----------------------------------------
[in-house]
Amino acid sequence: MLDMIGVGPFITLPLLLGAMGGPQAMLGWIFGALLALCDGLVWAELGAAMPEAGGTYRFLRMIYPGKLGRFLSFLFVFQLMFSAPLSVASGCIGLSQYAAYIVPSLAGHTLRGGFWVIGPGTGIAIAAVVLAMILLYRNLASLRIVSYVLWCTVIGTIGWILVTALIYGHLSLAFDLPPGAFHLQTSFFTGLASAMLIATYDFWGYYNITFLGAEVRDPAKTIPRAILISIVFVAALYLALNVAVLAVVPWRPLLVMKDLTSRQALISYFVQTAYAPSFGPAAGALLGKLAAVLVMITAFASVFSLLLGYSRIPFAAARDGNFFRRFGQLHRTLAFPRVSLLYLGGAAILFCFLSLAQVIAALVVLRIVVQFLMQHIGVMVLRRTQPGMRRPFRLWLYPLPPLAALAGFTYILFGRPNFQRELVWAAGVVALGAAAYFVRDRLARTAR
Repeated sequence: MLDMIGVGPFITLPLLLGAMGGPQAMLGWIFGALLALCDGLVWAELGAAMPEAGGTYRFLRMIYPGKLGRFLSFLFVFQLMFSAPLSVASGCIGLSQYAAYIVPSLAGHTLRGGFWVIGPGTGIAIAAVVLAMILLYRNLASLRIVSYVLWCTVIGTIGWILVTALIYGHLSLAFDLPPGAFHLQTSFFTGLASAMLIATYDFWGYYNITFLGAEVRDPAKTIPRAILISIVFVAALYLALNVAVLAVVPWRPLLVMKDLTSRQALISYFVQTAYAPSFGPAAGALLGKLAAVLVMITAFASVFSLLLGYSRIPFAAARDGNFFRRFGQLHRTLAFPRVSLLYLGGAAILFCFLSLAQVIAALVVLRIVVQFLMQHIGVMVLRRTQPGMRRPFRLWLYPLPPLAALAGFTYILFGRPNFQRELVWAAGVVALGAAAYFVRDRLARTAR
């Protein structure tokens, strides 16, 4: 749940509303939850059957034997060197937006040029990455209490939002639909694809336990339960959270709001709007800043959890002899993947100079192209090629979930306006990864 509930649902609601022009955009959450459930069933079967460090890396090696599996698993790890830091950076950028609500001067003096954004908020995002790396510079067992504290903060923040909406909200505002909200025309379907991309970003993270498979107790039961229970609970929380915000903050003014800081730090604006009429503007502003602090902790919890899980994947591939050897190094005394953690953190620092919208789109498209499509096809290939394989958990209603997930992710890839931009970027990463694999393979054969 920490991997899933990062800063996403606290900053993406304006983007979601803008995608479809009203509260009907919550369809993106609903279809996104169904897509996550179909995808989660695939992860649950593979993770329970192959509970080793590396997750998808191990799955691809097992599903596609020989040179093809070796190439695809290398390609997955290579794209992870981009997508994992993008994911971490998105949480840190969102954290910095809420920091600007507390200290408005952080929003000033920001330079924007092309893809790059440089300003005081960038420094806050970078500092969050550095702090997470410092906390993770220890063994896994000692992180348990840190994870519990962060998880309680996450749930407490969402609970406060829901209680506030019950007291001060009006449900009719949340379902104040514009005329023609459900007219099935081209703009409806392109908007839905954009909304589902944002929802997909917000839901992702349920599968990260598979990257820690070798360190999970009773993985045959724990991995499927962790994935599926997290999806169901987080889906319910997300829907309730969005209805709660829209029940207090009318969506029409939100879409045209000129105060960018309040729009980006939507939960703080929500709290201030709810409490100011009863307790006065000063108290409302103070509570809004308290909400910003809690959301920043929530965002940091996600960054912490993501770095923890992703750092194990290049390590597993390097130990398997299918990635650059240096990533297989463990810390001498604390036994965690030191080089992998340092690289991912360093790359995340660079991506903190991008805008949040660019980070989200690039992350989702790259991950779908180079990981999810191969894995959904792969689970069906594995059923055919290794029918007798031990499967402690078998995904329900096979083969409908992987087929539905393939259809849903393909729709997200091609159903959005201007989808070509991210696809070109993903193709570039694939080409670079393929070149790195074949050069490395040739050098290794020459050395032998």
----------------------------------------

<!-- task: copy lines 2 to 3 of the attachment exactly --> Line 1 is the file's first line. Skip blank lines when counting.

Amino acid sequence: MLDMIGVGPFITLPLLLGAMGGPQAMLGWIFGALLALCDGLVWAELGAAMPEAGGTYRFLRMIYPGKLGRFLSFLFVFQLMFSAPLSVASGCIGLSQYAAYIVPSLAGHTLRGGFWVIGPGTGIAIAAVVLAMILLYRNLASLRIVSYVLWCTVIGTIGWILVTALIYGHLSLAFDLPPGAFHLQTSFFTGLASAMLIATYDFWGYYNITFLGAEVRDPAKTIPRAILISIVFVAALYLALNVAVLAVVPWRPLLVMKDLTSRQALISYFVQTAYAPSFGPAAGALLGKLAAVLVMITAFASVFSLLLGYSRIPFAAARDGNFFRRFGQLHRTLAFPRVSLLYLGGAAILFCFLSLAQVIAALVVLRIVVQFLMQHIGVMVLRRTQPGMRRPFRLWLYPLPPLAALAGFTYILFGRPNFQRELVWAAGVVALGAAAYFVRDRLARTAR
Repeated sequence: MLDMIGVGPFITLPLLLGAMGGPQAMLGWIFGALLALCDGLVWAELGAAMPEAGGTYRFLRMIYPGKLGRFLSFLFVFQLMFSAPLSVASGCIGLSQYAAYIVPSLAGHTLRGGFWVIGPGTGIAIAAVVLAMILLYRNLASLRIVSYVLWCTVIGTIGWILVTALIYGHLSLAFDLPPGAFHLQTSFFTGLASAMLIATYDFWGYYNITFLGAEVRDPAKTIPRAILISIVFVAALYLALNVAVLAVVPWRPLLVMKDLTSRQALISYFVQTAYAPSFGPAAGALLGKLAAVLVMITAFASVFSLLLGYSRIPFAAARDGNFFRRFGQLHRTLAFPRVSLLYLGGAAILFCFLSLAQVIAALVVLRIVVQFLMQHIGVMVLRRTQPGMRRPFRLWLYPLPPLAALAGFTYILFGRPNFQRELVWAAGVVALGAAAYFVRDRLARTAR